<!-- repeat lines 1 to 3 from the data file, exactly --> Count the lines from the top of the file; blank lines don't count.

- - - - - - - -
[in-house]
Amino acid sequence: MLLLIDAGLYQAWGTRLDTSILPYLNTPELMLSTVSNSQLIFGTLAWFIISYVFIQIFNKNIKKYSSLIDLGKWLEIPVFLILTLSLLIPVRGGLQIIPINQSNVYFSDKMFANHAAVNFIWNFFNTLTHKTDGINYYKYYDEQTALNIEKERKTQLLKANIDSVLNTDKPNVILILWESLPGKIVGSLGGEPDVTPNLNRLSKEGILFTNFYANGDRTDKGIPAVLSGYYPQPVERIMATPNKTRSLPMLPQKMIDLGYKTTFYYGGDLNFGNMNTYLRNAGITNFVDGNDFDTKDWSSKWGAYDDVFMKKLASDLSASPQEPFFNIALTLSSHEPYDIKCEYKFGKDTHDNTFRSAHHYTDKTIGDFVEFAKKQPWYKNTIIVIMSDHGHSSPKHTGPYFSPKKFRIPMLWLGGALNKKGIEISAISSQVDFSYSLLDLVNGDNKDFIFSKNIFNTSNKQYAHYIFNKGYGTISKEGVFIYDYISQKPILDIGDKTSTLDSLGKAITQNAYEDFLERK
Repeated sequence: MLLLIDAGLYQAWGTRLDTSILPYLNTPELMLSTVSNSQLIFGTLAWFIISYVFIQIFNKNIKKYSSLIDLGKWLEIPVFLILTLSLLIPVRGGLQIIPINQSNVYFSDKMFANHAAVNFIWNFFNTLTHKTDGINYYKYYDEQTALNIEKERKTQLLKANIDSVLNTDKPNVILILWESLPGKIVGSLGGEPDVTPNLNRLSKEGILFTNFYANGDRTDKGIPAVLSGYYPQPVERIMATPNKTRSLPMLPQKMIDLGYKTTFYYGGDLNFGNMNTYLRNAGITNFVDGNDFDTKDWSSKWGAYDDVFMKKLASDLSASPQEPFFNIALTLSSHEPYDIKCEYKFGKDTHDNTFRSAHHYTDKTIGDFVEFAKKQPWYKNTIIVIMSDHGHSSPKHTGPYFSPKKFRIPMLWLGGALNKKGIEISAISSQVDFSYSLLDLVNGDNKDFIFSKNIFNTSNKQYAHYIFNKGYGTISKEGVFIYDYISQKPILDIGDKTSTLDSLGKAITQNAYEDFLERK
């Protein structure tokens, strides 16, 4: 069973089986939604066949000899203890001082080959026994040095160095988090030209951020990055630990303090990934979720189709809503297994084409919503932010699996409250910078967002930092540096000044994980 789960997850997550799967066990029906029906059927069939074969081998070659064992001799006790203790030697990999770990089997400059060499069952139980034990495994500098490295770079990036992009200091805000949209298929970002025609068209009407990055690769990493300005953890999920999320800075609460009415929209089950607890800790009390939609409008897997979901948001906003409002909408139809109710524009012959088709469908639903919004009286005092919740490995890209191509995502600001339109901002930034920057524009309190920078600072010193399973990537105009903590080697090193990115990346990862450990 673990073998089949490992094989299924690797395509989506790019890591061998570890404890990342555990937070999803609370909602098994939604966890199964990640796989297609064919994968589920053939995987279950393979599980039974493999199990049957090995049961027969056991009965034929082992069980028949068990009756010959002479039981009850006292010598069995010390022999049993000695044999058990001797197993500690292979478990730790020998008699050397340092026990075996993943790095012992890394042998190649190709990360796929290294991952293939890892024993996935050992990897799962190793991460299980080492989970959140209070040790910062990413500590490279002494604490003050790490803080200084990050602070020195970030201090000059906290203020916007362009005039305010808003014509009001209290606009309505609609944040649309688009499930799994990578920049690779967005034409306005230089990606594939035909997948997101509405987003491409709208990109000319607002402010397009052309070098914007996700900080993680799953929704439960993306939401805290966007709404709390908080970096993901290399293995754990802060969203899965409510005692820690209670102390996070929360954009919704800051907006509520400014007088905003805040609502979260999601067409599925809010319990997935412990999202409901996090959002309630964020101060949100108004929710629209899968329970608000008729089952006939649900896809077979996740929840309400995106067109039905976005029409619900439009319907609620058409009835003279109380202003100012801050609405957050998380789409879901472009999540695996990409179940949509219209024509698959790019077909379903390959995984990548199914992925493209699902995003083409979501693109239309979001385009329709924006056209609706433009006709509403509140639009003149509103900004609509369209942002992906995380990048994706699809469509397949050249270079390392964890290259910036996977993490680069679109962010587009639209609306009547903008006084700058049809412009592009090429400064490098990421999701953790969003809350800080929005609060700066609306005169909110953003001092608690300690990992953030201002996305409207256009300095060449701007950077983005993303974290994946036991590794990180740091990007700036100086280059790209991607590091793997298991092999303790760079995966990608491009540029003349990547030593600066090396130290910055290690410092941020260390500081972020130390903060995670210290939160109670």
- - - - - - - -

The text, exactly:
[in-house]
Amino acid sequence: MLLLIDAGLYQAWGTRLDTSILPYLNTPELMLSTVSNSQLIFGTLAWFIISYVFIQIFNKNIKKYSSLIDLGKWLEIPVFLILTLSLLIPVRGGLQIIPINQSNVYFSDKMFANHAAVNFIWNFFNTLTHKTDGINYYKYYDEQTALNIEKERKTQLLKANIDSVLNTDKPNVILILWESLPGKIVGSLGGEPDVTPNLNRLSKEGILFTNFYANGDRTDKGIPAVLSGYYPQPVERIMATPNKTRSLPMLPQKMIDLGYKTTFYYGGDLNFGNMNTYLRNAGITNFVDGNDFDTKDWSSKWGAYDDVFMKKLASDLSASPQEPFFNIALTLSSHEPYDIKCEYKFGKDTHDNTFRSAHHYTDKTIGDFVEFAKKQPWYKNTIIVIMSDHGHSSPKHTGPYFSPKKFRIPMLWLGGALNKKGIEISAISSQVDFSYSLLDLVNGDNKDFIFSKNIFNTSNKQYAHYIFNKGYGTISKEGVFIYDYISQKPILDIGDKTSTLDSLGKAITQNAYEDFLERK
Repeated sequence: MLLLIDAGLYQAWGTRLDTSILPYLNTPELMLSTVSNSQLIFGTLAWFIISYVFIQIFNKNIKKYSSLIDLGKWLEIPVFLILTLSLLIPVRGGLQIIPINQSNVYFSDKMFANHAAVNFIWNFFNTLTHKTDGINYYKYYDEQTALNIEKERKTQLLKANIDSVLNTDKPNVILILWESLPGKIVGSLGGEPDVTPNLNRLSKEGILFTNFYANGDRTDKGIPAVLSGYYPQPVERIMATPNKTRSLPMLPQKMIDLGYKTTFYYGGDLNFGNMNTYLRNAGITNFVDGNDFDTKDWSSKWGAYDDVFMKKLASDLSASPQEPFFNIALTLSSHEPYDIKCEYKFGKDTHDNTFRSAHHYTDKTIGDFVEFAKKQPWYKNTIIVIMSDHGHSSPKHTGPYFSPKKFRIPMLWLGGALNKKGIEISAISSQVDFSYSLLDLVNGDNKDFIFSKNIFNTSNKQYAHYIFNKGYGTISKEGVFIYDYISQKPILDIGDKTSTLDSLGKAITQNAYEDFLERK